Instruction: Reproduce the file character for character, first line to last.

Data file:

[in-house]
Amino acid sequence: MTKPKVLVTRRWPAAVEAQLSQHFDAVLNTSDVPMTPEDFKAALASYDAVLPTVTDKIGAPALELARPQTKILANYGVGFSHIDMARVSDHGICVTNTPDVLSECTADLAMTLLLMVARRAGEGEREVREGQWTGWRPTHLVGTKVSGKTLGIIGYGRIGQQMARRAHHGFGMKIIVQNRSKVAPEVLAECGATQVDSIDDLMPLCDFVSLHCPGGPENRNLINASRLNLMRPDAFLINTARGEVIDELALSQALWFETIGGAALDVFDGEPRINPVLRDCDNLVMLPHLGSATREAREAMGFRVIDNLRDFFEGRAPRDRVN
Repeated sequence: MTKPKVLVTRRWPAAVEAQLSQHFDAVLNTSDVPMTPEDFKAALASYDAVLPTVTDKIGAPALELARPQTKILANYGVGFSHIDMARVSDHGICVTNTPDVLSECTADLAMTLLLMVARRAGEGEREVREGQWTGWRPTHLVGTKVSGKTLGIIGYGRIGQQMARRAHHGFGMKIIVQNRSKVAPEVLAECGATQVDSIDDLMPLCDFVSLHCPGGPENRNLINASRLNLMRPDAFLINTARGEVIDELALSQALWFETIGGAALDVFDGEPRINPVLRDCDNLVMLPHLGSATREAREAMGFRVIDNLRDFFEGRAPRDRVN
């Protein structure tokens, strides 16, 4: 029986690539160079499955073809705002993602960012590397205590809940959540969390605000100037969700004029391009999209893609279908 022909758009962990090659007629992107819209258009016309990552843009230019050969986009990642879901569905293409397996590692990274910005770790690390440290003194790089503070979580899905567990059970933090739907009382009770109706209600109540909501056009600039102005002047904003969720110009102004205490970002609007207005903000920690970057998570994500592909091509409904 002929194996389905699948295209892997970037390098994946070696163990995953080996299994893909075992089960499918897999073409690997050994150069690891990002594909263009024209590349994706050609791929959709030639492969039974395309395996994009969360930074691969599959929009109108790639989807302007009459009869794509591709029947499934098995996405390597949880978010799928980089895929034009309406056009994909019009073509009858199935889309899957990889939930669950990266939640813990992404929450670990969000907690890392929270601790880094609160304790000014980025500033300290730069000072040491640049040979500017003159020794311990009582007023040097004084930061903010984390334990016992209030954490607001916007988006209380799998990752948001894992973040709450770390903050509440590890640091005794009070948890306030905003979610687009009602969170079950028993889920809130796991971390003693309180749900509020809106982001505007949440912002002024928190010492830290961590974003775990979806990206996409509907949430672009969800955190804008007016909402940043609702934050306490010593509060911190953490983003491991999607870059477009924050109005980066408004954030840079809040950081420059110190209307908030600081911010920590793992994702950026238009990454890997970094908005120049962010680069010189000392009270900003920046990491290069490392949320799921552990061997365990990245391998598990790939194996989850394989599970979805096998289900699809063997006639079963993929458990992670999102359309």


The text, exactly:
[in-house]
Amino acid sequence: MTKPKVLVTRRWPAAVEAQLSQHFDAVLNTSDVPMTPEDFKAALASYDAVLPTVTDKIGAPALELARPQTKILANYGVGFSHIDMARVSDHGICVTNTPDVLSECTADLAMTLLLMVARRAGEGEREVREGQWTGWRPTHLVGTKVSGKTLGIIGYGRIGQQMARRAHHGFGMKIIVQNRSKVAPEVLAECGATQVDSIDDLMPLCDFVSLHCPGGPENRNLINASRLNLMRPDAFLINTARGEVIDELALSQALWFETIGGAALDVFDGEPRINPVLRDCDNLVMLPHLGSATREAREAMGFRVIDNLRDFFEGRAPRDRVN
Repeated sequence: MTKPKVLVTRRWPAAVEAQLSQHFDAVLNTSDVPMTPEDFKAALASYDAVLPTVTDKIGAPALELARPQTKILANYGVGFSHIDMARVSDHGICVTNTPDVLSECTADLAMTLLLMVARRAGEGEREVREGQWTGWRPTHLVGTKVSGKTLGIIGYGRIGQQMARRAHHGFGMKIIVQNRSKVAPEVLAECGATQVDSIDDLMPLCDFVSLHCPGGPENRNLINASRLNLMRPDAFLINTARGEVIDELALSQALWFETIGGAALDVFDGEPRINPVLRDCDNLVMLPHLGSATREAREAMGFRVIDNLRDFFEGRAPRDRVN
């Protein structure tokens, strides 16, 4: 029986690539160079499955073809705002993602960012590397205590809940959540969390605000100037969700004029391009999209893609279908 022909758009962990090659007629992107819209258009016309990552843009230019050969986009990642879901569905293409397996590692990274910005770790690390440290003194790089503070979580899905567990059970933090739907009382009770109706209600109540909501056009600039102005002047904003969720110009102004205490970002609007207005903000920690970057998570994500592909091509409904 002929194996389905699948295209892997970037390098994946070696163990995953080996299994893909075992089960499918897999073409690997050994150069690891990002594909263009024209590349994706050609791929959709030639492969039974395309395996994009969360930074691969599959929009109108790639989807302007009459009869794509591709029947499934098995996405390597949880978010799928980089895929034009309406056009994909019009073509009858199935889309899957990889939930669950990266939640813990992404929450670990969000907690890392929270601790880094609160304790000014980025500033300290730069000072040491640049040979500017003159020794311990009582007023040097004084930061903010984390334990016992209030954490607001916007988006209380799998990752948001894992973040709450770390903050509440590890640091005794009070948890306030905003979610687009009602969170079950028993889920809130796991971390003693309180749900509020809106982001505007949440912002002024928190010492830290961590974003775990979806990206996409509907949430672009969800955190804008007016909402940043609702934050306490010593509060911190953490983003491991999607870059477009924050109005980066408004954030840079809040950081420059110190209307908030600081911010920590793992994702950026238009990454890997970094908005120049962010680069010189000392009270900003920046990491290069490392949320799921552990061997365990990245391998598990790939194996989850394989599970979805096998289900699809063997006639079963993929458990992670999102359309």